JEL:  C13 C32 
Date:  2010–02 
URL:  http://d.repec.org/n?u=RePEc:ihs:ihsesp:248&r=ets 
By:  Kurita, Takamitsu; Nielsen, Bent 
Abstract:  A family of cointegrated vector autoregressive models with adjusted shortrun dynamics is introduced. These models can describe evolving shortrun dynamics in a more flexible way than standard vector autoregressions, and yet likelihood analysis is based on reduced rank regression using conventional asymptotic tables. The family of dynamicsadjusted vector autoregressions consists of three models: a model subject to shortrun parameter changes, a model with partial shortrun dynamics and a model with shortrun explanatory variables. An empirical illustration using US gasoline prices is presented, together with some simulation experiments. 
JEL:  C51 C52 C31 
Date:  2009 
URL:  http://d.repec.org/n?u=RePEc:ner:oxford:http://economics.ouls.ox.ac.uk/14475/&r=ets 
By:  Zdzis{\l}aw Burda; Andrzej Jarosz; Maciej A. Nowak; Ma\l{}gorzata Snarska 
Abstract:  We apply random matrix theory to derive spectral density of large sample covariance matrices generated by multivariate VMA(q), VAR(q) and VARMA(q1,q2) processes. In particular, we consider a limit where the number of random variables N and the number of consecutive time measurements T are large but the ratio N/T is fixed. In this regime the underlying random matrices are asymptotically equivalent to Free Random Variables (FRV). We apply the FRV calculus to calculate the eigenvalue density of the sample covariance for several VARMAtype processes. We explicitly solve the VARMA(1,1) case and demonstrate a perfect agreement between the analytical result and the spectra obtained by Monte Carlo simulations. The proposed method is purely algebraic and can be easily generalized to q1>1 and q2>1. 
Date:  2010–02 
URL:  http://d.repec.org/n?u=RePEc:arx:papers:1002.0934&r=ets 
By:  Maria Boguta; Eric J\"arpe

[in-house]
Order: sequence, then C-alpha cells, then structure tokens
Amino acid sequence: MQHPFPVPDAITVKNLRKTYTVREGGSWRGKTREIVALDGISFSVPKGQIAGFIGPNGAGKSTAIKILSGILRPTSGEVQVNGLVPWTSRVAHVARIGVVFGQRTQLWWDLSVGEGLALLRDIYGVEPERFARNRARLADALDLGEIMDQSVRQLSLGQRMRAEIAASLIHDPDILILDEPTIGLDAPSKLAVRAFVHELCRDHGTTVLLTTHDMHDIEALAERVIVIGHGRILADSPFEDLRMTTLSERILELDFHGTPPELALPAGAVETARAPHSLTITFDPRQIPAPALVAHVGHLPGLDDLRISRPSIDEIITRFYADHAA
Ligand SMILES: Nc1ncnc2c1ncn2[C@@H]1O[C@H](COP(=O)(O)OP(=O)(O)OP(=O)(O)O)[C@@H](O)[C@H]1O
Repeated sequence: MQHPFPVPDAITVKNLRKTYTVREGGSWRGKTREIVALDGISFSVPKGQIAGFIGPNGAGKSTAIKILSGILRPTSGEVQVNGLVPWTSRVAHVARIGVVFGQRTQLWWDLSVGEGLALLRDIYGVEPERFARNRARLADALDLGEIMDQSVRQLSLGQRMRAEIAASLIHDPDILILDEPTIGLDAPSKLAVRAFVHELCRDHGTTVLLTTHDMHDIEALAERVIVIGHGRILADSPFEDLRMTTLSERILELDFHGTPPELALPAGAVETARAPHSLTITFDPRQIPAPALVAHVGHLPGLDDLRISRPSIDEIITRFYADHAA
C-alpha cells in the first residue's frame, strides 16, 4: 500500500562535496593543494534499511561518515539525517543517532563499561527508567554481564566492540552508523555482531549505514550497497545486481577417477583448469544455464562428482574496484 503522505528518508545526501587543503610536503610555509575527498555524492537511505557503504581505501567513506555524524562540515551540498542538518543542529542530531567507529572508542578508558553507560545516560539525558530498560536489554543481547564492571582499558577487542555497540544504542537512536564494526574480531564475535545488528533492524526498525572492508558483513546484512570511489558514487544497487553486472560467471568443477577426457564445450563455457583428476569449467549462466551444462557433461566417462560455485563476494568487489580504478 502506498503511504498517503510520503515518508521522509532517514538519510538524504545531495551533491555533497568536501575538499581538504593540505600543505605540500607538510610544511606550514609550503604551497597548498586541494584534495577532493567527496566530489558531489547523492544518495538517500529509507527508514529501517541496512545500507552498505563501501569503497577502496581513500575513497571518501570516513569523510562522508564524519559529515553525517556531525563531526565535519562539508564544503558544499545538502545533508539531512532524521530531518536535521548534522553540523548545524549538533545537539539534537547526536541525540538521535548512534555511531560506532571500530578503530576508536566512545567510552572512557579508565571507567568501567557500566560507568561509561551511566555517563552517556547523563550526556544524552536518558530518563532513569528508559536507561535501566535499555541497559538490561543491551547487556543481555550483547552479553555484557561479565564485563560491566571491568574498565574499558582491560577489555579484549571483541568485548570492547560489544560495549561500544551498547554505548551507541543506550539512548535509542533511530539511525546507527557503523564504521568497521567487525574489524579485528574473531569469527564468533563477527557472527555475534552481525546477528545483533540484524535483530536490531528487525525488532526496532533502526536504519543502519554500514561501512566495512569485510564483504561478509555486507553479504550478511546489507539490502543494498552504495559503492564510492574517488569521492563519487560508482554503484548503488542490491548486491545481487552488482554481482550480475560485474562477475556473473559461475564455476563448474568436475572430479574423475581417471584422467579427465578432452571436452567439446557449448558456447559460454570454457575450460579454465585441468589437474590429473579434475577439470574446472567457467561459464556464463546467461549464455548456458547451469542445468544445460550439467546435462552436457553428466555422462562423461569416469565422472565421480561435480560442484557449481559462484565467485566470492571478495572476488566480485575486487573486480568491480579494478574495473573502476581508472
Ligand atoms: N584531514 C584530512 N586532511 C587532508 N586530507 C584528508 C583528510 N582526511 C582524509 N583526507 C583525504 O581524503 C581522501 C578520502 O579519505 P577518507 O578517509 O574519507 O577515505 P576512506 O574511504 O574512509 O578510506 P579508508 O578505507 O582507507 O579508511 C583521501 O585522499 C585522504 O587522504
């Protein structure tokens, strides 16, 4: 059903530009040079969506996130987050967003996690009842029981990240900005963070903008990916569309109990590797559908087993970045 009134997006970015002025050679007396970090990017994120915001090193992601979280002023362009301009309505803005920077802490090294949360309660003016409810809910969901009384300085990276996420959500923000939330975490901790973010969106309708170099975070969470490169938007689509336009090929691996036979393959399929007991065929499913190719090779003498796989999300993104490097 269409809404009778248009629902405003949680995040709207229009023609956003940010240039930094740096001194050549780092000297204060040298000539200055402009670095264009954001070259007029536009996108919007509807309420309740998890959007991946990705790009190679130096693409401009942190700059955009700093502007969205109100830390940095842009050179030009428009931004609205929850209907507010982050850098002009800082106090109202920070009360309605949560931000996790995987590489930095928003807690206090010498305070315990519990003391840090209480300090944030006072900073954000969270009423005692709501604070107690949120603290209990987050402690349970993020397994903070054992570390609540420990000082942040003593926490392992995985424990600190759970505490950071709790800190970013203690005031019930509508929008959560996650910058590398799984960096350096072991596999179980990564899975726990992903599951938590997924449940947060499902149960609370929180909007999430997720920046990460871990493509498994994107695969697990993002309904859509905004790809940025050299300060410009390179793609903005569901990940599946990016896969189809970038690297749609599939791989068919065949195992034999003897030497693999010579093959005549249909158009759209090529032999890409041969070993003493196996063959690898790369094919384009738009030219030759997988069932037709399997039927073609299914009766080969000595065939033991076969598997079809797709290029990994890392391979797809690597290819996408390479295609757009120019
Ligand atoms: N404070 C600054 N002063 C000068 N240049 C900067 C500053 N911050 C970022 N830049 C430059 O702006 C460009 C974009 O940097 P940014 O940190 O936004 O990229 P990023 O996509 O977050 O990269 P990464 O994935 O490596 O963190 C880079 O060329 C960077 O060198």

Abstract:  A new spacetime model for interacting agents on the financial market is presented. It is a combination of the CurieWeiss model and a spacetime model introduced by J\"arpe 2005. Properties of the model are derived with focus on the critical temperature and magnetization. It turns out that the Hamiltonian is a sufficient statistic for the temperature parameter and thus statistical inference about this parameter can be performed. Thus e.g. statements about how far the current financial situation is from a financial crisis can be made, and financial trading stability be monitored for detection of malicious risk indicating signals. 
Date:  2010–02 
URL:  http://d.repec.org/n?u=RePEc:arx:papers:1002.0609&r=ets 
By:  Bennett T. McCallum 
Abstract:  Socalled “spurious regression” relationships between randomwalk (or strongly autoregressive) variables are generally accompanied by clear signs of severe autocorrelation in their residuals. A conscientious researcher would therefore not end an investigation with such a result, but would likely reestimate with an autocorrelation correction. Simulations show, for several typical cases, that the testrejection statistics for the reestimated relationships are very close to the true values, so do not yield results of the spurious type. 
JEL:  C22 C29 
Date:  2010–01 
URL:  http://d.repec.org/n?u=RePEc:nbr:nberwo:15690&r=ets